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The Importance of Play: How to Encourage Your Kids to Have Fun

According to the United Nations High Commission for Human Rights, every child has a right to play. Why? It’s extremely important to the healthy development of every child.

Providing playtime for your children is up to you, the parent. Not only should you play with your children, but you should encourage your children’s siblings, babysitters, and friends to play with them as well. Playtime is more important today than it was decades ago.

“Why?” you might ask. Well, the answer is simple. Schools of today, unfortunately, are giving children less and less play time—to their detriment. Back in 1989, the National Association of Elementary School Principals conducted a survey which determined the number of schools that gave children at least one recess period. At that time, 96 percent of schools gave children one period for recess each day. When the same survey was conducted ten years later, the conclusion was that kindergarteners were given only one recess period daily in only 70 percent of schools.

Besides less time provided for children to play at school, they are also spending less time playing at home, according to a report by the American Academy of Pediatrics. This is because of the busy lifestyles of parents and families today. Children’s time spent playing is limited further by the perceived need for them to succeed academically. Let’s also not forget too much screen time over time outside or with imagination occupying kids.

Encourage Free Play

Don’t give your child rules or guidelines, and free play will soon follow. According to Kenneth R. Ginsburg, M.D., author of a report on play, free play occurs when your child pretends—pretends to be a superhero, builds a fort, finger paints, and so on. All of these will help develop independence, creativity, imagination, and problem solving skills they’ll use throughout their lives. Dr. Ginsburg also notes that free play can do wonders toward reducing a child’s stress level.

As a parent, you can make free play an exciting part of the world of your child. Here are some ways to help your child play freely.

When Your Child Plays, Praise the Child

When you observe your child playing, tell the child he or she is doing a great job. Don’t make any suggestions. Encourage imagination and creativity.

Let Your Child Get Bored

Allow your child to get bored. This might sound a little backward but necessity might be just what your child needs to use their imagination. If he or she is to overcome boredom, it may take time. If your child should complain about having nothing to do, don’t offer any suggestions. If free play is to begin, your child should come up with an idea themselves.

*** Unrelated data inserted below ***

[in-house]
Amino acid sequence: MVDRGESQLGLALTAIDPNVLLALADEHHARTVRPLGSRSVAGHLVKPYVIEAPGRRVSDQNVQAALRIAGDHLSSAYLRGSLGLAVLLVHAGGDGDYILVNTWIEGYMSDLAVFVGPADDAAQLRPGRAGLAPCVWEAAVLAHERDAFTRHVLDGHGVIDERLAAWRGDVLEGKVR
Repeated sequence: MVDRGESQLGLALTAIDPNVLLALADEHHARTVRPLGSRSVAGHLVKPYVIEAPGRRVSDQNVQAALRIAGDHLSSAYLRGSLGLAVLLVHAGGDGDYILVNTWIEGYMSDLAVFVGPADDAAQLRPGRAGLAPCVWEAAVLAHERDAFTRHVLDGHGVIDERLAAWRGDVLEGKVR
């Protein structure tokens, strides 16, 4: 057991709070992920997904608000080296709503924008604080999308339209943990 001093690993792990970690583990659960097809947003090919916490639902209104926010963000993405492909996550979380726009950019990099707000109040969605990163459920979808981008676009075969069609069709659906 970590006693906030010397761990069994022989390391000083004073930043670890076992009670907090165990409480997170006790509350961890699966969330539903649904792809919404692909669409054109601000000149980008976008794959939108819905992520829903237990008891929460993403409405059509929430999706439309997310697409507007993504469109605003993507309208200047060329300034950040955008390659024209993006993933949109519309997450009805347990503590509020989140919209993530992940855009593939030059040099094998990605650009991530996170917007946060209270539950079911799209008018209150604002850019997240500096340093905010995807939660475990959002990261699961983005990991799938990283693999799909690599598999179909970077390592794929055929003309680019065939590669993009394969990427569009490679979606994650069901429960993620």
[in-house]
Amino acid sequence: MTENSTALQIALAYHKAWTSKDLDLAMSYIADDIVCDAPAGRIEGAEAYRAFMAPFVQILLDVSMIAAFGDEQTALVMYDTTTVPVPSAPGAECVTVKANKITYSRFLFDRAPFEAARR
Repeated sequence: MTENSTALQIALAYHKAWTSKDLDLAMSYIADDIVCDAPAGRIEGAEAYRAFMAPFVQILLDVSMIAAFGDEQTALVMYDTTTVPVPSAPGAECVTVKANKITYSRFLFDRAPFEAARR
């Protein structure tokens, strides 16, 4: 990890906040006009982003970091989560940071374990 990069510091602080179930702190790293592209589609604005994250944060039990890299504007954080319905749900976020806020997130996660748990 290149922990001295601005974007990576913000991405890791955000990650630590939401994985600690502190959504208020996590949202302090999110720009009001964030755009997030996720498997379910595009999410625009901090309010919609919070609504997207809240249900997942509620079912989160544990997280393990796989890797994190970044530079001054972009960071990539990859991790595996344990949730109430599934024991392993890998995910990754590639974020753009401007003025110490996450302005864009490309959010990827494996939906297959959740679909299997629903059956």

Make Open-Ended Toys Available

Simple toys such as dolls, blocks, and balls can encourage your child’s imagination. Coloring books and board games have rules your child must follow, so avoid the excessive use of them. Toys that require your child to make them work through imagination—instead of being battery powered—should be a big part of their regular play.

Think back to your own childhood. Things like playsets, clay, blocks, and more all allowed you to come up with games and scenarios yourself. Through imagination, you could travel to different worlds or be anything you dreamed. Limiting technology use and encouraging free-play toy use can give your own child the same thing.

Invite Neighborhood Friends

Encourage your kids to play together in and out of the home. That way when the kids of the neighborhood see your kids, they’ll come over to play. Remember the days when you were a child, and the neighborhood children came to play with you. Mike Lanza’s book, Playborhood: Turn Your Neighborhood Into a Place for Play, suggests things like putting your children’s playground equipment in front of your house and put a sign saying, “Please Trespass.” If you wish, you can put a picnic table in front as well.

However, this isn’t always possible. Engage other neighborhood parents to get together with all the kids for regular playtime at a park or in a protected, safe backyard area. Be sure to handle any issues with pest control or safety before any playdates or outdoor play sessions with your children.

Play is an essential part of being a child. It helps with healthy development and overall happiness. As a parent, you need to encourage them to use their imagination and play, play, play!

Tim Esterdahl

Tim Esterdahl is the editor of IFCS blog. He is a married father of three and enjoys golf in his spare time.
Tim Esterdahl

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